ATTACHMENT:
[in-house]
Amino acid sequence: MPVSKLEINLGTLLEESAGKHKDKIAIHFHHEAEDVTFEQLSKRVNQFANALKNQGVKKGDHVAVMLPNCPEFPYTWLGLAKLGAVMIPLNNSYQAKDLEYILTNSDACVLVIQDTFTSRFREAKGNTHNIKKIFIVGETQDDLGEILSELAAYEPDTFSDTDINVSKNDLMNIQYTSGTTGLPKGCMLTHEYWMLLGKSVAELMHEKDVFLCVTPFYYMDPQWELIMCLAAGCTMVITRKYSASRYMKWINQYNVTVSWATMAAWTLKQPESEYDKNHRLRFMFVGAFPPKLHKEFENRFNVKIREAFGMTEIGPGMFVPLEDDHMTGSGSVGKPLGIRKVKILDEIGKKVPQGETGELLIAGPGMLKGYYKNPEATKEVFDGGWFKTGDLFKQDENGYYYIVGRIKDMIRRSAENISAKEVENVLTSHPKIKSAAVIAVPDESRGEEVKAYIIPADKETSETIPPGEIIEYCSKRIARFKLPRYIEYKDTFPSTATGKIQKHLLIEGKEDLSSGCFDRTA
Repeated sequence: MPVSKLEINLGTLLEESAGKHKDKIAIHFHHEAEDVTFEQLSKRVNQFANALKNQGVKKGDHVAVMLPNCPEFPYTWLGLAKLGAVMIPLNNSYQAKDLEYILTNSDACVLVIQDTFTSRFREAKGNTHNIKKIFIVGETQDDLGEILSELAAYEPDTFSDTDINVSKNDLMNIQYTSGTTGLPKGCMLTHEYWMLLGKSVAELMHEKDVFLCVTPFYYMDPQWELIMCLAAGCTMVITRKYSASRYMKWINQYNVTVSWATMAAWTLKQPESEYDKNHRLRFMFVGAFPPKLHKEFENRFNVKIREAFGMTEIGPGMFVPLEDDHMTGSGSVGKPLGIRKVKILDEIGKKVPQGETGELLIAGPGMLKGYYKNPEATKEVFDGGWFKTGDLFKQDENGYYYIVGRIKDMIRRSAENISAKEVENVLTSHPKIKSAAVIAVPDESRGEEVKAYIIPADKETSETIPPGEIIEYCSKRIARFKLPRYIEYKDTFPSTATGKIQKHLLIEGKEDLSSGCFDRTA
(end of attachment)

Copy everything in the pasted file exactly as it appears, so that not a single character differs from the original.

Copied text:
[in-house]
Amino acid sequence: MPVSKLEINLGTLLEESAGKHKDKIAIHFHHEAEDVTFEQLSKRVNQFANALKNQGVKKGDHVAVMLPNCPEFPYTWLGLAKLGAVMIPLNNSYQAKDLEYILTNSDACVLVIQDTFTSRFREAKGNTHNIKKIFIVGETQDDLGEILSELAAYEPDTFSDTDINVSKNDLMNIQYTSGTTGLPKGCMLTHEYWMLLGKSVAELMHEKDVFLCVTPFYYMDPQWELIMCLAAGCTMVITRKYSASRYMKWINQYNVTVSWATMAAWTLKQPESEYDKNHRLRFMFVGAFPPKLHKEFENRFNVKIREAFGMTEIGPGMFVPLEDDHMTGSGSVGKPLGIRKVKILDEIGKKVPQGETGELLIAGPGMLKGYYKNPEATKEVFDGGWFKTGDLFKQDENGYYYIVGRIKDMIRRSAENISAKEVENVLTSHPKIKSAAVIAVPDESRGEEVKAYIIPADKETSETIPPGEIIEYCSKRIARFKLPRYIEYKDTFPSTATGKIQKHLLIEGKEDLSSGCFDRTA
Repeated sequence: MPVSKLEINLGTLLEESAGKHKDKIAIHFHHEAEDVTFEQLSKRVNQFANALKNQGVKKGDHVAVMLPNCPEFPYTWLGLAKLGAVMIPLNNSYQAKDLEYILTNSDACVLVIQDTFTSRFREAKGNTHNIKKIFIVGETQDDLGEILSELAAYEPDTFSDTDINVSKNDLMNIQYTSGTTGLPKGCMLTHEYWMLLGKSVAELMHEKDVFLCVTPFYYMDPQWELIMCLAAGCTMVITRKYSASRYMKWINQYNVTVSWATMAAWTLKQPESEYDKNHRLRFMFVGAFPPKLHKEFENRFNVKIREAFGMTEIGPGMFVPLEDDHMTGSGSVGKPLGIRKVKILDEIGKKVPQGETGELLIAGPGMLKGYYKNPEATKEVFDGGWFKTGDLFKQDENGYYYIVGRIKDMIRRSAENISAKEVENVLTSHPKIKSAAVIAVPDESRGEEVKAYIIPADKETSETIPPGEIIEYCSKRIARFKLPRYIEYKDTFPSTATGKIQKHLLIEGKEDLSSGCFDRTA